So what happens to the plastics you throw in your bin believing they’re being recycled? The sad truth is that a vast majority are being thrown into landfills along with everything else. This is why we won’t join other companies who use “recyclable” packaging. We love our granola-loving fans and we love the wild; we are not going to sacrifice one to appeal to the other. 

The hard truth is, if a true and legitimate solution existed, everyone who claimed to be environmentally friendly would be practicing it. 

Why the Solution Isn’t X, Y, or Z...

We’ve mulled over dozens upon dozens of potential solutions modeled by other businesses, recommended by our granola-loving audience, and wild ideas we came up with. In the end, they all came to be dead ends right alongside recycling. 

a. Recyclable plastic - an obvious ‘no’ for all of the reasons explained in the previous section. We’re not going to play into a broken industry for sake of appearing more attractive to customers who have been misled by strategic marketing. Until plastics can be efficiently and ethically recycled, we aren’t doing it.

b. Compostable packing - short answer, it simply won’t work with Wildway’s product. 

Long answer, what makes compostable packaging compostable is its ability to allow oxygen, heat, and moisture to penetrate the packaging to foster the degradation process. This is no good for a food company, especially one who uses natural and real ingredients that, when exposed to oxygen, would spoil more quickly.  

Secondly, when disposed of improperly, some compostable packaging can be broken down into microplastics that leach into our water, soil, and inevitably, the foods we put into our bodies.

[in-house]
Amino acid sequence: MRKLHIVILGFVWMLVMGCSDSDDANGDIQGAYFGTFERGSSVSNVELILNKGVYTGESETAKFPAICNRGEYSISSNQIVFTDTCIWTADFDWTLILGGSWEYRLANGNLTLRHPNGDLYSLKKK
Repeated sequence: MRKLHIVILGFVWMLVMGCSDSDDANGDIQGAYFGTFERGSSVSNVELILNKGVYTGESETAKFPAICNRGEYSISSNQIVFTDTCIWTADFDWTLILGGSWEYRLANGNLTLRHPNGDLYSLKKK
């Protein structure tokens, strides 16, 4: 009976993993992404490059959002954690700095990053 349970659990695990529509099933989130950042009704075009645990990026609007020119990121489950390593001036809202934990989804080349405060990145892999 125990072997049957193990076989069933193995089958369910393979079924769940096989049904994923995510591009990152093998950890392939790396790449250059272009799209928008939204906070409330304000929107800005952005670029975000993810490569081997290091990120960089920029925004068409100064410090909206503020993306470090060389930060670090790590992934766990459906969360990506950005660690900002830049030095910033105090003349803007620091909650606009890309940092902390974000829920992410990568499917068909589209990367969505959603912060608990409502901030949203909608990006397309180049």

Lastly, compostable packaging isn’t 100% compostable if the ink and adhesive used aren’t also compostable and environmentally friendly. Many businesses use compostable packaging as a marketing tactic, but  fail to acknowledge the other components that make the packaging incapable of being compostable. 

c. Reusable packaging - not plastic, but rather glass jars and other permanent forms of packaging we would send to customers and they would send back to us to refill. Sure, we would reduce plastic emission, but at the cost of carbon emissions. Our carbon emissions would significantly increase with all of the shipping back and forth between  our customers and our warehouse; is that any better for the environment? We have to say no.

What We’re Trying to Do for the Wild We Love.

The best solution we have in the present moment : post-consumer recycled plastics. What are post-consumer recycled plastics? They are plastics that have already been used and can be used once more before reaching the end of their life. We are pursuing post-consumer recycled plastics as a means to extend the life of plastics before they reach the landfill. By doing so, we can get one more use from plastics instead of contributing more single-use plastics to landfills.

While we can’t single-handedly fix the recycling industry, we are doing our part to lessen our contribution to the problem. We are investing in better solutions in the hopes of creating a ripple effect among other businesses to gradually increase demand for better recyclable plastic packaging options.

There isn’t yet a perfect solution to the problem our industry faces, but we are taking a step in the right direction by appealing to the well-being and integrity of the wild, not just that of the consumer. In fact, taking these steps is an increased financial investment. We are paying more to do what is right.

This is only the beginning of a lifetime of trying to do better by the planet, our one and only home.